On the 4th July, pubs, hotels and restaurants are expected to open in the hospitality sector, following Boris Johnson’s recent announcement of an easing of lockdown. But is it really safe to reopen such a vast swathe of society when we are only at the tail end of coronavirus deaths and a local outbreak could soon spike into a second wave?
Without an effective Track and Trace App to contact potential coronavirus carriers imminently, in order to lower the risk of the virus spreading, the future of the country and the potential strain on the NHS looks very bleak indeed.
Whilst indications of the test and trace app came as early as mid-March, it is still yet to be a success, even after its trial launch in the Isle of Wight. Questions are also being raised over the suitability of the island as a location to test the app’s ability.
David Mccoy, a professor of global public health at Queen Mary University, has even gone as far as stating “for me, the Isle of Wight was an odd selection, especially during lockdown because it’s a relatively closed community with lots of physical distancing between strangers”.
With the island being fairly protected from the virus, this seems counter intuitive as the point of testing the app is to have a relatively high number of cases to ensure contacts can be traced and the spread of the virus halted. With few carriers in the Isle of Wight, this task seems virtually impossible.
A further setback has also been the technological incompetence of the app
A further setback has also been the technological incompetence of the app. As it stands, the app is incompatible on both Apple and Google devices which shuts out virtually all mobile users, meaning the effect of such an app would be useless.
This has caused the government to make a sharp U-turn on its project and team up with Apple. This was announced by Matt Hancock in a daily press conference last week who said “we’ve agreed to join forces with Google and Apple to bring the best bits of both systems together”.
Whilst it’s good news that the government is finally starting to make head way in this regard, a health minister has since confirmed that the app won’t be ready until at least the winter and it simply “isn’t the priority at the moment”.
In spite of Boris Johnson claiming that a world-leading system for tracing the virus would be in place by the 1st June, we are still a long way from this and, at best, only have a semi functional system in place.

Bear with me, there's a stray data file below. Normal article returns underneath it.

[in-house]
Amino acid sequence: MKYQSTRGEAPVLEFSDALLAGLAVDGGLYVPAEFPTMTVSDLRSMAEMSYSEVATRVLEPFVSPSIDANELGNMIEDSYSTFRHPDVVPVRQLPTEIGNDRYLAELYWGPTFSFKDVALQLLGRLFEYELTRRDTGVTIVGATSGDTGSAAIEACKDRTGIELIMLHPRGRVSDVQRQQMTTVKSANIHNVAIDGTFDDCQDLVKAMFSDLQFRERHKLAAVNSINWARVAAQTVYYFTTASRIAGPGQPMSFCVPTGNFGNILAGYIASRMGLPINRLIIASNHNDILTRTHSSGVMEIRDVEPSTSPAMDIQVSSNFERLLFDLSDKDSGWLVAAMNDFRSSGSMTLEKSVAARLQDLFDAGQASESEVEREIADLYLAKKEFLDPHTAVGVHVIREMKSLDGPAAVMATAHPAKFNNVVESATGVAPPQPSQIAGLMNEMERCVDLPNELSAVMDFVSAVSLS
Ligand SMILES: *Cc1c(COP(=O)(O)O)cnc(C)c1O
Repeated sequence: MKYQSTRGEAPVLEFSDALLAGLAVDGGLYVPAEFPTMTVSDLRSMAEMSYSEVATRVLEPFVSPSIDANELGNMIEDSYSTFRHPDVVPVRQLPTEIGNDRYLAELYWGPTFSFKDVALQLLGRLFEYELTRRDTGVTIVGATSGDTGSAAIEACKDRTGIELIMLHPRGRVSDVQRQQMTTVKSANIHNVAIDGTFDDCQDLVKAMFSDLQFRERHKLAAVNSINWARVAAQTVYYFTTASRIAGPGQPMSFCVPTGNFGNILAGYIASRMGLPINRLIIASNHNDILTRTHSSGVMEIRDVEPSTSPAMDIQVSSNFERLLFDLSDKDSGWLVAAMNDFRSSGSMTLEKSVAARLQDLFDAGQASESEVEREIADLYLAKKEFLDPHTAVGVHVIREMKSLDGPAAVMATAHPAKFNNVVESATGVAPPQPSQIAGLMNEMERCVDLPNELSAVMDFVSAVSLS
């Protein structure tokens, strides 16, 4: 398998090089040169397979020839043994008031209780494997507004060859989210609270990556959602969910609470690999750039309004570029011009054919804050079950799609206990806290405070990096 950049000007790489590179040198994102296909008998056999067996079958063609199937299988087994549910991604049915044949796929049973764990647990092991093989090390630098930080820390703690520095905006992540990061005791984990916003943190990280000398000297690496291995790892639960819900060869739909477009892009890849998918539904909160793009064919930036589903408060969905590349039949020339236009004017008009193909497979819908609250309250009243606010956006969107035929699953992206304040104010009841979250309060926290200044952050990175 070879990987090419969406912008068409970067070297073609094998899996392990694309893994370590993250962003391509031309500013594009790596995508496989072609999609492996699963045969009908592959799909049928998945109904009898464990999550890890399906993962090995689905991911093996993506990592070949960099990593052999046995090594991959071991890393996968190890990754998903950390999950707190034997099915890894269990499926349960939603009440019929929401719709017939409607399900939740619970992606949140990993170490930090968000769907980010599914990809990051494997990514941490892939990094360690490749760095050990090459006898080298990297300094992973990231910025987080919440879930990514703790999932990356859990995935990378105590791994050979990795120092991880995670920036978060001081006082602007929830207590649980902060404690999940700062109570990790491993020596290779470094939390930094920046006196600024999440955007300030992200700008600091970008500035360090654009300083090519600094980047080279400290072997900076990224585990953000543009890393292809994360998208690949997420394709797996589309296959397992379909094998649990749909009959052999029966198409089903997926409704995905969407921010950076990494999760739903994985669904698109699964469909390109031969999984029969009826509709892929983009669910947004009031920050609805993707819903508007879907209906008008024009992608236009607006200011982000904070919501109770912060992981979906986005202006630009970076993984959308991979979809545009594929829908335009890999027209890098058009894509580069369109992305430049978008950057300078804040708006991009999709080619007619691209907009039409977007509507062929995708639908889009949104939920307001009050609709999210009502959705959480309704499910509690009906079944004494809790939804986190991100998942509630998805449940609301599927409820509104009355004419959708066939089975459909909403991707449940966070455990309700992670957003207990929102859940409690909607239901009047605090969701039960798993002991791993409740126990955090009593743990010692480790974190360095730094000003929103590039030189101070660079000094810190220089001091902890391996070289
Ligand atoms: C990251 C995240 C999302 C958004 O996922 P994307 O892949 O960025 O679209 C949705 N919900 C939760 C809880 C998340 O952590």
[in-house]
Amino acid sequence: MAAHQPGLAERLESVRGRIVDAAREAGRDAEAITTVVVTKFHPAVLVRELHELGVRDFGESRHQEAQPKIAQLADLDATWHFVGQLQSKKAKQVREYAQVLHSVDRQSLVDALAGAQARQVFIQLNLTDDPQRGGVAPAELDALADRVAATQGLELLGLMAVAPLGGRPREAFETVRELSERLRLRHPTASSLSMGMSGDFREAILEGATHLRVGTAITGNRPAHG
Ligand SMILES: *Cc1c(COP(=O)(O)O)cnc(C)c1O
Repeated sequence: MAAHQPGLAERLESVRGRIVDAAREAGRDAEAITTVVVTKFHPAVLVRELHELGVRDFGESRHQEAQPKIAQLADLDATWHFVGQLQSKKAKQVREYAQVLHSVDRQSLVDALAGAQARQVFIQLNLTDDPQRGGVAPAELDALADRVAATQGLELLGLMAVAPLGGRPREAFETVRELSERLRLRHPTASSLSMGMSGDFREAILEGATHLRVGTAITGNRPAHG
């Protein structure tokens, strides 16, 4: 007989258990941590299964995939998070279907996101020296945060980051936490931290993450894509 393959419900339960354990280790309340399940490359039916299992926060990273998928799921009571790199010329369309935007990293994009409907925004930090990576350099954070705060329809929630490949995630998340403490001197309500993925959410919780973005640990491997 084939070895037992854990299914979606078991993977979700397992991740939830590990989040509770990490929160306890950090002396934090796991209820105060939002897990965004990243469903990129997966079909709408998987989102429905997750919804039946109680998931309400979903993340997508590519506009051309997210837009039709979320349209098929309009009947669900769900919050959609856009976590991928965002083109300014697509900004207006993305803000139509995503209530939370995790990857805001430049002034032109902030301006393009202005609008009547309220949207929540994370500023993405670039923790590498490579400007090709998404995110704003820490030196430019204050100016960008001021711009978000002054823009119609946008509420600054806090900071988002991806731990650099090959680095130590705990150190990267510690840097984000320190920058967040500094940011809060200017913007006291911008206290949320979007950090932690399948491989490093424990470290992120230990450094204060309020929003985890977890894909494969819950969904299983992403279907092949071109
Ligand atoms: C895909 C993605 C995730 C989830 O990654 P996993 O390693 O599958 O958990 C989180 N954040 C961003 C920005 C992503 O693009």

Boris Johnson, 20 May: “We have growing confidence that we will have a test, track and trace operation that will be world-beating and, yes, it will be in place by June 1.”
Boris Johnson, 18 June: https://t.co/W1cjfIdLnY
— Pippa Crerar (@PippaCrerar) June 18, 2020
Instead, the picture has now reverted to the app being “the cherry on the cake” of wider tracing efforts, but if these wider tracing efforts are falling apart, the need for an app is far more crucial than ministers are willing to admit.
Even the opposition, who have largely been supportive of Boris’ lockdown easing for the sake of businesses, showed scepticism towards the effectiveness of the Test and Trace App in last week’s PMQ’s.
Whilst grilling the PM at the dispatch box, Keir Starmer said “I do recognise the hard work that has gone into this, but if two thirds of those with Covid-19 are not being reached and asked to provide contact details, there is a big problem, isn’t there?”
Only around 10,000 contacts who had coronavirus had been reached in spite of up to 33,000 potentially having the virus
According to some of the latest data from the Office of National Statistics, which Kier Starmer made reference to, only around 10,000 contacts who had coronavirus had been reached in spite of up to 33,000 potentially having the virus.
This data also included asymptomatic cases which are almost impossible to spot, but nevertheless is an alarming figure.
The government’s lacking approach to tracing – a policy which is meant to form a key part of their coronavirus response – has caused many critics to draw international comparisons over the ability to produce an effective app.
Whilst Johnson was noted in Parliament last week arguing that “no country has a functioning track and trace app”, such a claim has since been disputed by Full Fact, the UK’s independent fact checking charity.
Multiple countries have been able to launch apps, including Germany, France, Australia and Singapore
It points out that multiple countries have been able to launch apps, including Germany, France, Australia and Singapore. Whilst the uptake is still relatively low and difficulty remains in testing the effectiveness of such applications, it’s nevertheless a leap forward from the position the UK is in currently.
It is all well and good reopening the hospitality sector to get the country back on its feet, but if we can’t effectively shut down sectors of society before the virus spirals back out of control, the NHS will be pushed to its limits once again.
Crowds have already been seen in beaches across the country and Leicester already seems on track for a local lockdown. Until we can deal with isolated cases of the virus effectively, services are likely to be severely over stretched, as we saw back in March.
It is not just businesses that are at risk but people’s lives too
We failed to follow the likes of New Zealand in shutting down the country early to save thousands more lives, so we must now learn and proceed cautiously. It is not just businesses that are risk, but people’s lives too.
The government must think about the long-term picture when implementing changes. Until we have the proper infrastructure to avoid a second wave, this hardship could drag on for many more months to come.
Featured image courtesy of Hello I’m Nik via Unsplash. Image license found here. No changes were made to this image.
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